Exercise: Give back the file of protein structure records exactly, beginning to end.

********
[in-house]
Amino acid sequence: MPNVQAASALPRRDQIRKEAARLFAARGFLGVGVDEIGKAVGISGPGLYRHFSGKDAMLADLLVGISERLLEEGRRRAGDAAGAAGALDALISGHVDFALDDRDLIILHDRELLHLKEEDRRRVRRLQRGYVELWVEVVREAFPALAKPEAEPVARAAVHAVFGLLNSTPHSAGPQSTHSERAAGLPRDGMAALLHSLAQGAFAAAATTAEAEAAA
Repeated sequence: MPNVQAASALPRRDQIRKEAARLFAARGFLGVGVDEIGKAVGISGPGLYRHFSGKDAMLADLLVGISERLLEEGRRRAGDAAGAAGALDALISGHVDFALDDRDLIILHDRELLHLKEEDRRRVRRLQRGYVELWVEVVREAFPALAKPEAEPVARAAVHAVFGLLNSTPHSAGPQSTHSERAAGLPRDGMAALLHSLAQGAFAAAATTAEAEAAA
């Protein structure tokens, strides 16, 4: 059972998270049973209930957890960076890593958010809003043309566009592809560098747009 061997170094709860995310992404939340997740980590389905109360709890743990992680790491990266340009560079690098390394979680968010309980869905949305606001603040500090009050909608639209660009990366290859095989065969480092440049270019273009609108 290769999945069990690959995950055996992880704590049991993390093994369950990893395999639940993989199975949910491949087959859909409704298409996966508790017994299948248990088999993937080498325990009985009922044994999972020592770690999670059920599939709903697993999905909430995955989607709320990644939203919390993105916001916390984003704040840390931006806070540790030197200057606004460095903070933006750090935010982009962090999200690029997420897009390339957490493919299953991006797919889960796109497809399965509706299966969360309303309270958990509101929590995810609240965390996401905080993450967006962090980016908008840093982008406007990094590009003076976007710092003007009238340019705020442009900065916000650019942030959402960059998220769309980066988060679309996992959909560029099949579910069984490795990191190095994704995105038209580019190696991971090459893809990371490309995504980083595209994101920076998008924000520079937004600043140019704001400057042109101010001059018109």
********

[in-house]
Amino acid sequence: MPNVQAASALPRRDQIRKEAARLFAARGFLGVGVDEIGKAVGISGPGLYRHFSGKDAMLADLLVGISERLLEEGRRRAGDAAGAAGALDALISGHVDFALDDRDLIILHDRELLHLKEEDRRRVRRLQRGYVELWVEVVREAFPALAKPEAEPVARAAVHAVFGLLNSTPHSAGPQSTHSERAAGLPRDGMAALLHSLAQGAFAAAATTAEAEAAA
Repeated sequence: MPNVQAASALPRRDQIRKEAARLFAARGFLGVGVDEIGKAVGISGPGLYRHFSGKDAMLADLLVGISERLLEEGRRRAGDAAGAAGALDALISGHVDFALDDRDLIILHDRELLHLKEEDRRRVRRLQRGYVELWVEVVREAFPALAKPEAEPVARAAVHAVFGLLNSTPHSAGPQSTHSERAAGLPRDGMAALLHSLAQGAFAAAATTAEAEAAA
């Protein structure tokens, strides 16, 4: 059972998270049973209930957890960076890593958010809003043309566009592809560098747009 061997170094709860995310992404939340997740980590389905109360709890743990992680790491990266340009560079690098390394979680968010309980869905949305606001603040500090009050909608639209660009990366290859095989065969480092440049270019273009609108 290769999945069990690959995950055996992880704590049991993390093994369950990893395999639940993989199975949910491949087959859909409704298409996966508790017994299948248990088999993937080498325990009985009922044994999972020592770690999670059920599939709903697993999905909430995955989607709320990644939203919390993105916001916390984003704040840390931006806070540790030197200057606004460095903070933006750090935010982009962090999200690029997420897009390339957490493919299953991006797919889960796109497809399965509706299966969360309303309270958990509101929590995810609240965390996401905080993450967006962090980016908008840093982008406007990094590009003076976007710092003007009238340019705020442009900065916000650019942030959402960059998220769309980066988060679309996992959909560029099949579910069984490795990191190095994704995105038209580019190696991971090459893809990371490309995504980083595209994101920076998008924000520079937004600043140019704001400057042109101010001059018109």